The Massachusetts Institute of Technology will erect a wind turbine on its campus by the end of the summer after the City of Cambridge approved the project Tuesday.
The turbine, which will be 67.5 feet tall, is the first proposed under new zoning laws Cambridge passed last fall in an effort to make it easier to build wind turbines in the city.
“MIT feels the wind turbine will be a positive addition to the campus and will serve as a strong symbol of MIT’s commitment to energy research and education,” said Adam Serafin, a campus planner for MIT’s department of facilities campus planning and design.
Cambridge’s Planning Board unanimously approved a special permit for the project.
“I think this turbine project is something that has tremendous potential and I’m hoping that the research that comes out of it does benefit all of us at some point,” said Charles Studen, associate member of the board. “Anything we can do to reduce our reliance on fossil fuels, as far as I’m concerned, is something I feel we should be paying close attention to, especially our reliance on foreign oil.”
The turbine will be used for educational and research purposes, and will be located near Vassar Street either at Briggs Field or Steinbrenner Stadium on the campus.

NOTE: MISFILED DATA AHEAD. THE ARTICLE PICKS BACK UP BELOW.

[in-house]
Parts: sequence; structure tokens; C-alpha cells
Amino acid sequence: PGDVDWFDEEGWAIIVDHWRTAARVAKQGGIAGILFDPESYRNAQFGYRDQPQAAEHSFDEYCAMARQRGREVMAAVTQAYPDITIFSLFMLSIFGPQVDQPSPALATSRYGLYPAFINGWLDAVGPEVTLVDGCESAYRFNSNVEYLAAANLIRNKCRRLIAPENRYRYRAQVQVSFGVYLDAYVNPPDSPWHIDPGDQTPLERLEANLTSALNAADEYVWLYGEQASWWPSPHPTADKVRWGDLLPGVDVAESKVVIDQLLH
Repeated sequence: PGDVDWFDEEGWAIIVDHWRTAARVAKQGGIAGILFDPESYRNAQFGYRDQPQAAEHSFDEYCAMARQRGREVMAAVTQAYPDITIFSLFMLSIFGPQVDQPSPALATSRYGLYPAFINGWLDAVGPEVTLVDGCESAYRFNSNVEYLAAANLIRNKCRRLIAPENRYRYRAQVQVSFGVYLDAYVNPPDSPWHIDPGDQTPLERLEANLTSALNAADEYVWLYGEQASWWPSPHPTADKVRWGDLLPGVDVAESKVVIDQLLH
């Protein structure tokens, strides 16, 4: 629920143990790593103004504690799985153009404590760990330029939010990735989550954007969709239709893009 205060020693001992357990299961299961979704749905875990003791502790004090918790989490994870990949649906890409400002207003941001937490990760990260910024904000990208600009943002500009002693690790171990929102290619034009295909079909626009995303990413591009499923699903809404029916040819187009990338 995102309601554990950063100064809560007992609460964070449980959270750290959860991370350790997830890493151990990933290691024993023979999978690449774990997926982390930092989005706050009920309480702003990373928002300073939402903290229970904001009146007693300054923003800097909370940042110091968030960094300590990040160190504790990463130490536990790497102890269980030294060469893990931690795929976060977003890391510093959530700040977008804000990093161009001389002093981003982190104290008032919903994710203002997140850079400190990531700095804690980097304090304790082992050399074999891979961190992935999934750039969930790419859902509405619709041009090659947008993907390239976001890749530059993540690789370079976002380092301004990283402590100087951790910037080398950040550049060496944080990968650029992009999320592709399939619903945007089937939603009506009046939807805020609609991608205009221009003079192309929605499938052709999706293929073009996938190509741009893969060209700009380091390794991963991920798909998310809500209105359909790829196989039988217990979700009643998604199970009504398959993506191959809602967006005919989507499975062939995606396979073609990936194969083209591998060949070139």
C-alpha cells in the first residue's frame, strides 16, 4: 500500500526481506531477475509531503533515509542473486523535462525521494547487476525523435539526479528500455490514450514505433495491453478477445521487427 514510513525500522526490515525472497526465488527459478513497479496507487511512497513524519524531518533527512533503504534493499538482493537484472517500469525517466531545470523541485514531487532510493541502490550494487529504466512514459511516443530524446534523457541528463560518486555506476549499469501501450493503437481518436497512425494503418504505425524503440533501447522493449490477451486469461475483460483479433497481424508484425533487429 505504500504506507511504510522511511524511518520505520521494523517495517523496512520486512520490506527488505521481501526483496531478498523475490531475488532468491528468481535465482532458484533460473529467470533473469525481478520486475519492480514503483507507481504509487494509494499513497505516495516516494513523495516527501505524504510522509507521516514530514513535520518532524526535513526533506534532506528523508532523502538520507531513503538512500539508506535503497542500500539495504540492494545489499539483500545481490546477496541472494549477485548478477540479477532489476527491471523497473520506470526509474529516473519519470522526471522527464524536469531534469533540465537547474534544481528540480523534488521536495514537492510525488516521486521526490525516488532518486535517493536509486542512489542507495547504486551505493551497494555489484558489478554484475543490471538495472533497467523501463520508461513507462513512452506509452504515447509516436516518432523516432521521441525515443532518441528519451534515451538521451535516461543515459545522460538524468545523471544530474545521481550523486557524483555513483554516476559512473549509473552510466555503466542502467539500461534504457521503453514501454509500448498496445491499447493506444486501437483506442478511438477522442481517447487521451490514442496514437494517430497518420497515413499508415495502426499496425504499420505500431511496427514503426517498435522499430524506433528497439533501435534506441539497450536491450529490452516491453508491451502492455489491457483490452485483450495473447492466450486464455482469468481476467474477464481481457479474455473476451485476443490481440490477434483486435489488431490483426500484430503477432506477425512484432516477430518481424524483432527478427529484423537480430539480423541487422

Kathy Araujo, a doctoral student in urban planning at MIT and co-president of Wind Energy Group, said both sites are good candidates for a turbine, but a study is still underway to determine which would be best.
Students will be using the turbine for a number of different research projects, including how to optimize wind power and the effects of urban terrain on wind turbines.
The 2.4 kilowatt turbine will generate a small amount of power that will be run into the power grid, but Serafin said how the electricity would be used has not been determined. It could be used to power neighboring lights for athletic fields, he said.
Last year the Museum of Science installed five wind turbines and in December of 2008 Harvard University installed several small building-mounted turbines on top of the Holyoke Center in Harvard Square. The museum and Harvard each had to obtain a variance to install turbines in Cambridge.
Under new zoning laws adopted by Cambridge last September, the construction of some wind turbines are allowed as of right. Others, such as the freestanding turbine MIT plans to build, still need a special permit from the city. Even obtaining a special permit to build a wind turbine can be easier than obtaining a variance to build something not allowed by zoning laws, said Beth Rubenstein, Assistant City Manager for Community Development in Cambridge.
“The city wants to be green,” she said.